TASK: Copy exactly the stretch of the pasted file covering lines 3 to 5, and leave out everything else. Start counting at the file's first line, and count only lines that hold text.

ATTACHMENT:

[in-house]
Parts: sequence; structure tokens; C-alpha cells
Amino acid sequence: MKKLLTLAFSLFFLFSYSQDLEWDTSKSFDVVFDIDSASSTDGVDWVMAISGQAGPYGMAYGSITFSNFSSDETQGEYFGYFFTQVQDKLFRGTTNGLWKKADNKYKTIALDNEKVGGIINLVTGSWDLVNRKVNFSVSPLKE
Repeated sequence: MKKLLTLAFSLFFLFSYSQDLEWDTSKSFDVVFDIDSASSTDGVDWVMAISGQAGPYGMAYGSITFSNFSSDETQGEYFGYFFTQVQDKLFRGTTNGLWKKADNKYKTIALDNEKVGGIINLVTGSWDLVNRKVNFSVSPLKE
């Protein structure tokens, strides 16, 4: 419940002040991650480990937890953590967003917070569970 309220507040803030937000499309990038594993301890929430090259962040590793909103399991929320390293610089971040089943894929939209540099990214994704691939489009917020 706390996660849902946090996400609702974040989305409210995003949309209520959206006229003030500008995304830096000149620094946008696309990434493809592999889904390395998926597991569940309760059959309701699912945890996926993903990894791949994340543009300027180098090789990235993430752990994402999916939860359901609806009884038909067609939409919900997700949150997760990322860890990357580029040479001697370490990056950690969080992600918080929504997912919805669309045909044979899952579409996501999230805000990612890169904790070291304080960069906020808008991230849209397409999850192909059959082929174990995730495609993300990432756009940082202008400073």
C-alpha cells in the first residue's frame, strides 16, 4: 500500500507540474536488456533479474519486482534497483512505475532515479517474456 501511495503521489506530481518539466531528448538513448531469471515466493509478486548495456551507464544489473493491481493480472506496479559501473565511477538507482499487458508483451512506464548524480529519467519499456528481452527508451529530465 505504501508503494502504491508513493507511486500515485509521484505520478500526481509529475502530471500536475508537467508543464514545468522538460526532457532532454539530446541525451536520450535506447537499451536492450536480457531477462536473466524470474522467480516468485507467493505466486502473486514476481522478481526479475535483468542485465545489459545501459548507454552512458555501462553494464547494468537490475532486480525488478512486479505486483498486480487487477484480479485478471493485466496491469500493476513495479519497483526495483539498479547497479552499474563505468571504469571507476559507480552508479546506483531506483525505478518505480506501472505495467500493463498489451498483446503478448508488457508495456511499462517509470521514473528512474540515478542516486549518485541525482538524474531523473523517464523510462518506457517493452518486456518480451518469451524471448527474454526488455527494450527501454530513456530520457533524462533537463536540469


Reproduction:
Amino acid sequence: MKKLLTLAFSLFFLFSYSQDLEWDTSKSFDVVFDIDSASSTDGVDWVMAISGQAGPYGMAYGSITFSNFSSDETQGEYFGYFFTQVQDKLFRGTTNGLWKKADNKYKTIALDNEKVGGIINLVTGSWDLVNRKVNFSVSPLKE
Repeated sequence: MKKLLTLAFSLFFLFSYSQDLEWDTSKSFDVVFDIDSASSTDGVDWVMAISGQAGPYGMAYGSITFSNFSSDETQGEYFGYFFTQVQDKLFRGTTNGLWKKADNKYKTIALDNEKVGGIINLVTGSWDLVNRKVNFSVSPLKE
């Protein structure tokens, strides 16, 4: 419940002040991650480990937890953590967003917070569970 309220507040803030937000499309990038594993301890929430090259962040590793909103399991929320390293610089971040089943894929939209540099990214994704691939489009917020 706390996660849902946090996400609702974040989305409210995003949309209520959206006229003030500008995304830096000149620094946008696309990434493809592999889904390395998926597991569940309760059959309701699912945890996926993903990894791949994340543009300027180098090789990235993430752990994402999916939860359901609806009884038909067609939409919900997700949150997760990322860890990357580029040479001697370490990056950690969080992600918080929504997912919805669309045909044979899952579409996501999230805000990612890169904790070291304080960069906020808008991230849209397409999850192909059959082929174990995730495609993300990432756009940082202008400073």